“The people outside of here have bought into the idea that this is the lowest of the low,” said Abdul Shabazz, owner of a mobile denture lab business, who suggested the neighborhood had been hampered by a lack of positive information. “If this ZIP code is repackaged, it’d blow out the water.”
Ora Bland, 85, arrived before 1955 with her husband, who went to work for the government’s atomic testing program. She has resided in the same house ever since, which now is a short walk from the Interstate 15 underpass at F Street, where homeless congregate in the tunnel, a convenient resting spot located near social services.
Bland, however, said they mostly do not bother her. But if they did, she would have backup.
“In this particular neighborhood, right here,” she said, “everybody looks out for each other.”
Las Vegas Ward 5 Councilman Cedric Crear, who lives in the area’s Bonanza Village, said residents “have a level of pride” and, like others, he noted he intentionally chose to build a life there.
The Pioneer Trail, he added, was merely one portion of an ongoing revitalization in the historic area that will include welcoming signs and also a marquee at the Westside School.
Duncan said the plan is to add street markings to indicate the map toward each site and to increase the number of sites. Particularly, Duncan eyed Berkley Square, a nationally recognized historical neighborhood constructed in 1955 as the first subdivision for blacks in the state.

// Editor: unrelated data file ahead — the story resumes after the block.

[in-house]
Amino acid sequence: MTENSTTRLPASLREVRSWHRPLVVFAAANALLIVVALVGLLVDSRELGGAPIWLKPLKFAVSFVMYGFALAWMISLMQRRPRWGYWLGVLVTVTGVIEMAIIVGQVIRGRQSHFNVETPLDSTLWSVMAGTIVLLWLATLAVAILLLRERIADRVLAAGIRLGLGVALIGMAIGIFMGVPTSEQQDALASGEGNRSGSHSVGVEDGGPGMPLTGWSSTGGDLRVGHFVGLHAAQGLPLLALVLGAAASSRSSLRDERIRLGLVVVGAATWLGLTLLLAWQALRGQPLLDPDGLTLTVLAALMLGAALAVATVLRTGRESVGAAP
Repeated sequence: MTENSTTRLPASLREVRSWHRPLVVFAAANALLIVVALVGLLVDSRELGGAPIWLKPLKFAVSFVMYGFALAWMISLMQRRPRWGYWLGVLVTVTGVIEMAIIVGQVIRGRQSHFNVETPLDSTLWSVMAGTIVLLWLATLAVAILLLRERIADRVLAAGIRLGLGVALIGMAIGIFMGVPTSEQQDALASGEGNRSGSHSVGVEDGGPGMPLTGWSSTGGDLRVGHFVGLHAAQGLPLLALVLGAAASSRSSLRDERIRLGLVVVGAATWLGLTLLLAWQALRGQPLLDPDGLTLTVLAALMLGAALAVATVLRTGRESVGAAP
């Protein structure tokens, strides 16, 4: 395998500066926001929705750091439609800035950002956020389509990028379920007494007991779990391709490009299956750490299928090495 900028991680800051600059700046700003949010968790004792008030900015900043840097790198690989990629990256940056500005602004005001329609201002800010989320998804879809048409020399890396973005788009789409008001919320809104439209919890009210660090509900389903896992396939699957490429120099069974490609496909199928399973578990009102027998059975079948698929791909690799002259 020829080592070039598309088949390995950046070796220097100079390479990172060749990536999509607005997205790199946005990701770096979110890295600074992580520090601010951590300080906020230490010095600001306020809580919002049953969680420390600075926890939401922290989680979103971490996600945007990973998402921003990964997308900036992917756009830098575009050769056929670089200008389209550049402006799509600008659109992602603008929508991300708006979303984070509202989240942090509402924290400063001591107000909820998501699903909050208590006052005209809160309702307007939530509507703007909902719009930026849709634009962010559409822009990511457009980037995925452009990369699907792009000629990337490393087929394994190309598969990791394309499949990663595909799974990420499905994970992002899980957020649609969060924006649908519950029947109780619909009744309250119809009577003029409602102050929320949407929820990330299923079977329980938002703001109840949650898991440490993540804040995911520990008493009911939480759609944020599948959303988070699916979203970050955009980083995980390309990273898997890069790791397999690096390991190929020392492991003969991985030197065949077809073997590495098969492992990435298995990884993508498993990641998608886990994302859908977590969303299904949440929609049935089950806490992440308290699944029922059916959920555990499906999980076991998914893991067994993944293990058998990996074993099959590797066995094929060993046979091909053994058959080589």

It was designed by famed black architect Paul Revere Williams, and Duncan points to that neighborhood and others such as Bonanza Village as signs of plenty of desirable living in the Historic Westside.
There was a period, however, when Berkley Square was on the decline, according to Ruth D’Hondt, a longtime resident and former president of the now-defunct neighborhood association.
Powered by resident volunteers and a city partnership, Berkley Square turned around, she said. But D’Hondt, 77, worried that interest in historical significance — the same curiosity that Duncan believes can be a conduit to showcase the Historic Westside — might be waning in the neighborhood at large among new generations of families.
The neighborhood group she led from 2006 until two years ago is without a clear successor, and many involved either died or became too old to participate, she said, leaving her to suggest that “someone must carry (the torch), or it will die.”
For those like her, Duncan and others, lacking enthusiasm for the area’s past is an unfamiliar concept.
“Every city has a history,” Duncan said later in the tour. “Why don’t we tell ours?”
For tourists and locals interested in scheduling a tour of the Pioneer Trail, call Harrison House at 702-850-0249 or Katherine Duncan at 702-490-2699 or email firstname.lastname@example.org.
Bicyclists may visit bikethepioneertrail.com for more information.
The trail, which has signs directing the tour posted throughout the city, is funded by the Southern Nevada Public Lands Management Act and created in conjunction with the city of Las Vegas, Clark County and Preserve America.